Cosmetic Dentistry Blog Cosmetic and General Dentistry Questions Answered

June 29, 2016

Just a filling, but it’s getting really complicated now


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Dr. Hall
I am 34, never had a cavity, and had been with the same dentist for 10 years. Our insurance changed so I had to change dentists about 2.5 years ago.

At the first appointment with the new dentist she said I had a cavity needing filled. I was shocked, had had no symptoms, but due to childcare complications had her fill it right then. It hurt for weeks, she adjusted and it continued to hurt.

I waited out the year and switched insurance back to my old dentist, He said I had had that shadow on my x-rays for 10 years with no change and it was likely I didn’t need the filling. He adjusted it and within days the pain stopped! However, the filling kept tearing floss and pocketing food under my gums. He recommended I have it fixed so the pocketing food wouldn’t cause an issue.

He did the repair in January. As soon as the numbness wore off, I had pain where the numbing medication had been injected and my tooth was very sore. This remained and then progressed to heat and cold sensitivity over the next few hours. I called him a week later and he had me come in. He gave me options and we decided to try steroids orally for any inflammation. I have had bad reactions to steroids in the past, but thought I would be okay to try.

It really isn’t any better, and now I am scared to go back. He said worst case scenario is removing the tooth. I am devastated but also in almost continual pain for 6 months now, especially to anything not body temperature. My appointment is tomorrow to try to brave him fixing it again. I don’t know what to do or even if I can trust him anymore. HELP ME PLEASE.

– Erin from Texas

Erin,
Boy, there’s a lot to say about your saga with this tooth.

I’d love to be able to see your tooth and see exactly what happened here. Not seeing that, I have to make some assumptions. I will tell you that it doesn’t sound to me like either of these dentists is doing good for you, but there are more problems and more serious problems with your current dentist than with the one who originally did the filling.
Let me address several of the points you bring up:

1. One dentist seeing a cavity or feeling like a tooth needs to be filled and another dentist disagreeing with that–we see that kind of professional disagreement often and there is no ill intent with either dentist. My inclination is to be more partial to the dentist who called it a cavity. As an additional point, your dentist’s explanation seems suspect to me. A shadow on your x-rays for 10 years and he never even told you about it? That sounds to me like an excuse. A dentist doing one filling–because of the overhead involved there is little to no profit in that and it is more an annoyance to the dentist, so I don’t think there was any dishonesty in the dentist who filled it. It’s more likely there was sloppiness in the dentist who let it go for ten years.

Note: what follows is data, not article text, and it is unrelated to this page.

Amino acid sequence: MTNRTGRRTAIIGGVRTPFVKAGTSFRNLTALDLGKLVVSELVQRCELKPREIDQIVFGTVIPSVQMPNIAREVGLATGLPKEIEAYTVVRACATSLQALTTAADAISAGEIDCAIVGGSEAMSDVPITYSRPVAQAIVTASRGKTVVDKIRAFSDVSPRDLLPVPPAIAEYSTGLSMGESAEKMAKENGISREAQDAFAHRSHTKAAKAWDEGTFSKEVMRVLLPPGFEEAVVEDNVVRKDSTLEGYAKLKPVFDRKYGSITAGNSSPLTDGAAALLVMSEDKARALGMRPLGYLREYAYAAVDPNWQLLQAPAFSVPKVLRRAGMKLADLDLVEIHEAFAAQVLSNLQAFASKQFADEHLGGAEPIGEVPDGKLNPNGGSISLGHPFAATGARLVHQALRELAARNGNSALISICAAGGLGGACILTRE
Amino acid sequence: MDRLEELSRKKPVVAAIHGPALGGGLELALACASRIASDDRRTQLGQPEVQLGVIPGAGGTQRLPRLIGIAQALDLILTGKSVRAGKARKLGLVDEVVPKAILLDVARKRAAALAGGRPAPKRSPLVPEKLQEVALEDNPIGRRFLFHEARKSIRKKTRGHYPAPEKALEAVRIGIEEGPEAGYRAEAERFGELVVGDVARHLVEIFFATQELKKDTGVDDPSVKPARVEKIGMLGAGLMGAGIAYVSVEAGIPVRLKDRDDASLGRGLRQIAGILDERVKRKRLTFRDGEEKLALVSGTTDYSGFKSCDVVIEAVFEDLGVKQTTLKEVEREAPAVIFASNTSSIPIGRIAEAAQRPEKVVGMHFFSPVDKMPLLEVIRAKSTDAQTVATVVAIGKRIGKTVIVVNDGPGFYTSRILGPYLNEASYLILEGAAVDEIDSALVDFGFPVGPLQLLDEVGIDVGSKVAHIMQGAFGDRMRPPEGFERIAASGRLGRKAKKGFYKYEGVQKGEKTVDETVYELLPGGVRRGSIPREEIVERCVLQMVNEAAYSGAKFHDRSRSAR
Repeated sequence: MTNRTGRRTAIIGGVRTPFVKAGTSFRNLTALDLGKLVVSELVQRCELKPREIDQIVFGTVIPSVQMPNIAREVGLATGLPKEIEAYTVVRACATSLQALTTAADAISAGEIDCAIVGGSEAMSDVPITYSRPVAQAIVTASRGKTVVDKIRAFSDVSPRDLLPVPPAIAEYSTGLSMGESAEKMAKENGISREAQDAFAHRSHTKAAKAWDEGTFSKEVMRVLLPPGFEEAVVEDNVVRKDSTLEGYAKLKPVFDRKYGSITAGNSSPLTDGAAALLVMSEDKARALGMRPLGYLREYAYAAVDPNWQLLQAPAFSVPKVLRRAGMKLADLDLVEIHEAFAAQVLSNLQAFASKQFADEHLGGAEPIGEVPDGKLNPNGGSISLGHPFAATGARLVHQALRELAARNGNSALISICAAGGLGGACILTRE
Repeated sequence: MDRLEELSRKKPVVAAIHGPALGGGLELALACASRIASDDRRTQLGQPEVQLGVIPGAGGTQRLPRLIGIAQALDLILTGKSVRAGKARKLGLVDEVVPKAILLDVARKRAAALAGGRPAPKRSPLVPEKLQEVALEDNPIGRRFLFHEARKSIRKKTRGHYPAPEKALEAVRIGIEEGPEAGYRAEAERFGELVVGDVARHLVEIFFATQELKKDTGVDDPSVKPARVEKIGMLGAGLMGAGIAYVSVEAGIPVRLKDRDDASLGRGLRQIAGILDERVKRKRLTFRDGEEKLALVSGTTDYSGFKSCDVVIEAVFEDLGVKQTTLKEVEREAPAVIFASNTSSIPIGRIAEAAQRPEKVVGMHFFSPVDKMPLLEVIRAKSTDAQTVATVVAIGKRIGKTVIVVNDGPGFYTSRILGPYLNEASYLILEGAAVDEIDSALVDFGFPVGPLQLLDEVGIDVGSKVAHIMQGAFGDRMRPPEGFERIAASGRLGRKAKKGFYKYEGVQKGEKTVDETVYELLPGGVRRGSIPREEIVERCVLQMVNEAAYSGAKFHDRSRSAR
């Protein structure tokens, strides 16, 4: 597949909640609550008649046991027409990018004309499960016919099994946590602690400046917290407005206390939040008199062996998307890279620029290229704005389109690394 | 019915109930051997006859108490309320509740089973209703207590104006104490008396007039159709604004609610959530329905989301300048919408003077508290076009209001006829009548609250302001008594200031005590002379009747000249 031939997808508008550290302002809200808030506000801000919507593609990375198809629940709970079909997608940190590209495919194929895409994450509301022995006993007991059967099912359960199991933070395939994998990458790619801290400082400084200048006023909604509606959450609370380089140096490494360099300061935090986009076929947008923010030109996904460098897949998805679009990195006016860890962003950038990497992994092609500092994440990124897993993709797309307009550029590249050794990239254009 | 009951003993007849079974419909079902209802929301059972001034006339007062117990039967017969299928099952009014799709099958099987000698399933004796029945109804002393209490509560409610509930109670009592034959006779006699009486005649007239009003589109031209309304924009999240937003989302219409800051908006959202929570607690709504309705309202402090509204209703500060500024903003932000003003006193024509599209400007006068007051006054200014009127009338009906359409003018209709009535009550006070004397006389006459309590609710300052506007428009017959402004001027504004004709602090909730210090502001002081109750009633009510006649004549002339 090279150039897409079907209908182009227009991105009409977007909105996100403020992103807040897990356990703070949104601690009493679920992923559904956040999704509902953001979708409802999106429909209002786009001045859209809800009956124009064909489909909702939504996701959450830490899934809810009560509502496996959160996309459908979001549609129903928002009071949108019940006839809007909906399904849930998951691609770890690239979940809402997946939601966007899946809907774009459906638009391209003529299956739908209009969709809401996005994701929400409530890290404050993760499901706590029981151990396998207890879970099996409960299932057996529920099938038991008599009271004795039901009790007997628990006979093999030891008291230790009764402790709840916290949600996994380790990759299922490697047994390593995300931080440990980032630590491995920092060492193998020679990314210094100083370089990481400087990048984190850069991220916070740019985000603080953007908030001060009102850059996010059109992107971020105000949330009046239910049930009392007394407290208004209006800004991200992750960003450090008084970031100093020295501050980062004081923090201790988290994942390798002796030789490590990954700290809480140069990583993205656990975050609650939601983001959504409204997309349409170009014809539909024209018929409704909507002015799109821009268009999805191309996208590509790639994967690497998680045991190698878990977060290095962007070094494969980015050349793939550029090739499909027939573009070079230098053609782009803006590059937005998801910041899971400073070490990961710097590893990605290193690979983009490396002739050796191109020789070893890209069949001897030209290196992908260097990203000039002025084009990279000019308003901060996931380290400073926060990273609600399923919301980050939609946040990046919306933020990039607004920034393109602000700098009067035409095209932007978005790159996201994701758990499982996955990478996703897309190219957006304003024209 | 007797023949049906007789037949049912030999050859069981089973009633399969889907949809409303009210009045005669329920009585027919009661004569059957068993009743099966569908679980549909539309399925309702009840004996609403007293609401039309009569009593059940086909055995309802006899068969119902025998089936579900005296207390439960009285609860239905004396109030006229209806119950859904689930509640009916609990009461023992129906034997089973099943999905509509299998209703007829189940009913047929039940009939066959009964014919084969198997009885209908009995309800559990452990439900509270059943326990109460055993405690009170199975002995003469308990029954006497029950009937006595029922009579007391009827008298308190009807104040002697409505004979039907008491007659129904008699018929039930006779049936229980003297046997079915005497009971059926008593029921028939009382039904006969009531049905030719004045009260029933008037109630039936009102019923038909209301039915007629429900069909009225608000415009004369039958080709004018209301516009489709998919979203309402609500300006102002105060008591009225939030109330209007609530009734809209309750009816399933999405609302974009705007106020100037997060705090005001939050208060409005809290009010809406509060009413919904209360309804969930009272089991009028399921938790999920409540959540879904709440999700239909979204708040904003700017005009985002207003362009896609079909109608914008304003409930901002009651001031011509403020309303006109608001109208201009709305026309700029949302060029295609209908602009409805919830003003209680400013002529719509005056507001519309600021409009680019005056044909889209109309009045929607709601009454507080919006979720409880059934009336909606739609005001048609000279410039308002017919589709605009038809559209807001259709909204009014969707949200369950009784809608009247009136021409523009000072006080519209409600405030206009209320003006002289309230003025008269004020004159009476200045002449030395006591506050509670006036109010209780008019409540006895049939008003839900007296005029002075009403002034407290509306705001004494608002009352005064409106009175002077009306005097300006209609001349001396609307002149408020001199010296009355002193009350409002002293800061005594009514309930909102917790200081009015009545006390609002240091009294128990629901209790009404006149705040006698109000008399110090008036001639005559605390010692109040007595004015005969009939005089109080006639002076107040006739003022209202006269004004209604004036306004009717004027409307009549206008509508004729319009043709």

2. The tooth becoming sensitive to hot and cold after repairing the filling–that’s bad. I would assume (because the problem was the filling catching floss and catching food and because of the post-operative sensitivity) that the “repair” involved replacing the filling. For it to become sensitive to hot and cold after a simple filling replacement something had to go wrong that he didn’t tell you about. Especially since the sensitivity wasn’t immediate. Temperature sensitivity after a new filling isn’t uncommon and doesn’t mean that anything went wrong. But this wasn’t a new filling. To simply take a filling out and replace it shouldn’t be that irritating to a tooth, and based on the problems you were having, he wouldn’t have even needed to replace the entire filling.

3. Steroids? Really? Wrong treatment! The hot and cold sensitivity in your tooth indicates a possible low-grade infection in the tooth. Steroids would make that worse. Steroids block your body’s response to inflammation, but also block its response to infection. Not good.

4. Removing the tooth? Bad again. I would be scared, too, if my dentist started talking to me about extraction at this point. Things are cascading out of control quickly here. There is quite a list of steps, every one of which has to go wrong, before he should be talking about extraction.

Bottom line–I think you should find a new dentist. Between the two you’ve seen, I think you would be better off in the hands of the dentist who did the filling. Though she didn’t do great for you, you just had the one mishap, not this series of problems. But the better thing would be to get a different dentist entirely.

I don’t know what the deal is with your insurance, but I wouldn’t let your insurance hold you hostage here and prevent you from getting adequate care. Losing this tooth over this simple cavity that was apparently just a slight shadow on your x-ray, that’s too much.

I’m wondering how you ended up with two dentists, neither of which has done very well for you. Maybe the problem is that you have really cheap insurance and no really good dentists want to participate in that plan. That occurs to me. If that is the case then maybe, to get this done right, you need to go outside your insurance company’s list of “preferred providers.” From the point of view of the patient, if your insurance company is using that term, “preferred provider,” I would translate that as “cheap dentist.” That’s what insurance companies mean by preferred.

Dr. Hall

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About David A. Hall

Dr. David Hall was one of the first 40 accredited cosmetic dentists in the world. He practiced cosmetic dentistry in Iowa, and in 1990 earned his accreditation with the American Academy of Cosmetic Dentistry. He is now president of Infinity Dental Web, a company in Mesa, Arizona that does complete Internet marketing for dentists.

February 5, 2016